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have trouble catching their breath or walking off the challenge of an exhausting effort on the track, no matter the length of the race. A photo of Tiger appeared to reveal she was hurting. Wednesday night, Tiger was bothered by chest-and-ribcage pain. Her family took her to Llano Memorial Hospital, but no one could find anything wrong until Dr. Ryan Morris in the Emergency Room decided on a CAT scan. The scan revealed the need for an appendectomy. Dr. Griffith Thomas performed that surgery at 7 a.m., Thursday, the 11th. Around noon that day, I

By Art Dlugach No big innings except the ones by the home team. No comebacks by the visitors. No repeat of their first meeting for goodness sakes. No errors after the game’s first batter. What does all that mean? A 12-2 torment by Llano’s baseball team against Lampasas. “The kids hit the ball hard,” said head coach Mike Ridings, and, “Isaac pitched another great game.” This one, April 9, was decided quickly. Ralph Marez of the Badgers threw eight balls to Wil Siegenthaler and Holden Simpson to open the Jackets’ first inning. Taylor Sorensen singled in a run, and Isaac tripled home two. Rhett Brooks followed with an RBI double to left field, and after five batters, Llano led 4-0. Brooks, with a head-first

slide into home on a throw to first and subsequent late throw to the plate, became the fifth man to score. Pete Rose never showed such daring. “We all knew the importance of this game,” declared Rhett. It began the second half of the 8-AAA schedule. Hutto was solid, thorough, and not vulnerable to Badger bats. He allowed three hits and struck out six in five innings of the mercy-rule affair. “I felt pretty good,” Hutto advised. “I was using my fast ball and curve, inside and outside, hitting the corners.” “His fast ball was working all night,” added battery-mate Siegenthaler. So was his aluminum. Isaac slammed a two-run home run 360 feet over the fence in center in the second frame. It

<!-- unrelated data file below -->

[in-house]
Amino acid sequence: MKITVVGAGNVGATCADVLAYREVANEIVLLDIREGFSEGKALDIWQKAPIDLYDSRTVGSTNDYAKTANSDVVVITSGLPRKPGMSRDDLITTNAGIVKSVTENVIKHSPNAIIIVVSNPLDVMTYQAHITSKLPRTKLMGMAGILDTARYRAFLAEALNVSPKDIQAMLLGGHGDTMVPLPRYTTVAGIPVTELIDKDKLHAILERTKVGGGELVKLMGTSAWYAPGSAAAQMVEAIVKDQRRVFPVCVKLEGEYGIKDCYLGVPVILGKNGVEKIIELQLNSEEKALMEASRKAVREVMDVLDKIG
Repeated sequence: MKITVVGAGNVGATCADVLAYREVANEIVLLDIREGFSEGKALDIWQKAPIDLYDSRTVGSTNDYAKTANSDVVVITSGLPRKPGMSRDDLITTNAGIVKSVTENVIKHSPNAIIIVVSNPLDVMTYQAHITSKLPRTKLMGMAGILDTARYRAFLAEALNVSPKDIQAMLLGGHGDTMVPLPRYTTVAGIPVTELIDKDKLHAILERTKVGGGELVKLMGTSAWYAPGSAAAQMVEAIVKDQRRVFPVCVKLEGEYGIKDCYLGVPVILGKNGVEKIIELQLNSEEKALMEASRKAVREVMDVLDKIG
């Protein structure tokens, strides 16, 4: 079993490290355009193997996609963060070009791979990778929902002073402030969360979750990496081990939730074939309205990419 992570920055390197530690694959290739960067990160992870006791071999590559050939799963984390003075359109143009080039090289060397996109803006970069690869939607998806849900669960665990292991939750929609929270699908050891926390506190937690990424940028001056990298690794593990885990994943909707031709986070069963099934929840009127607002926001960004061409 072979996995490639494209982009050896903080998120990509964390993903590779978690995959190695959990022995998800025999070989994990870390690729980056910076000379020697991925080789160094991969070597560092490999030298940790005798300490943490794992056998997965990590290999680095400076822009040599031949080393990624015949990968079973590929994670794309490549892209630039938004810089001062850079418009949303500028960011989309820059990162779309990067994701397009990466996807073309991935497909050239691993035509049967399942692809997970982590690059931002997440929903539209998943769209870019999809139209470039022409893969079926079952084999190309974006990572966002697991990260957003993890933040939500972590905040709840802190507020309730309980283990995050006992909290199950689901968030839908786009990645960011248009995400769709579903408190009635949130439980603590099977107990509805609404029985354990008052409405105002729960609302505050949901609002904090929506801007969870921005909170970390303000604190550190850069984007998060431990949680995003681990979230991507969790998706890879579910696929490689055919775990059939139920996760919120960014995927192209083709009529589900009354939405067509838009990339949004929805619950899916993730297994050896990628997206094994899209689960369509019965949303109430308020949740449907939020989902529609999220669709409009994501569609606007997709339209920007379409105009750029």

was his second homer in his last seven innings of competition. “My hitting has been helped by hitting on the field in practice,” Hutto informed me. “A live arm in workouts is better than the batting cages.” Brooks got the other hit of the inning, and eight men went to the plate. “Rhett let the ball come in and was staying back,” Ridings observed. “When he does this, he’s a great hitter.” Brooks wound up with a double, two singles, and a walk. Sorensen’s double to center drove in a tally in the third for an 8-0 lead. Llano beat Lampasas, 7-4, in the district opener, March 19, but had lost 17-10 in a tournament game in Johnson City, March 2. “This win gives the younger kids and us older ones

confidence,” Siegenthaler, a senior, commented. The Badgers scored twice in the fifth without getting a hit, but Llano responded with four runs in its half to conclude the event. Simpson sandwiched a double off the wall in left around two walks. “Shoot man,” Ridings insisted, “we were swinging the bat. That was good.” Isaac collected his fifth RBI of the night with a sacrifice fly in that last inning, while Kyle Tarter got yet another twobase hit, and that chased two across. A throwing error made the difference a Perfect 10 and closed the concession stand. “I felt pretty good,” responded Ridings when asked if he were worried about losing the big lead. “The kids were up and in control the whole game.”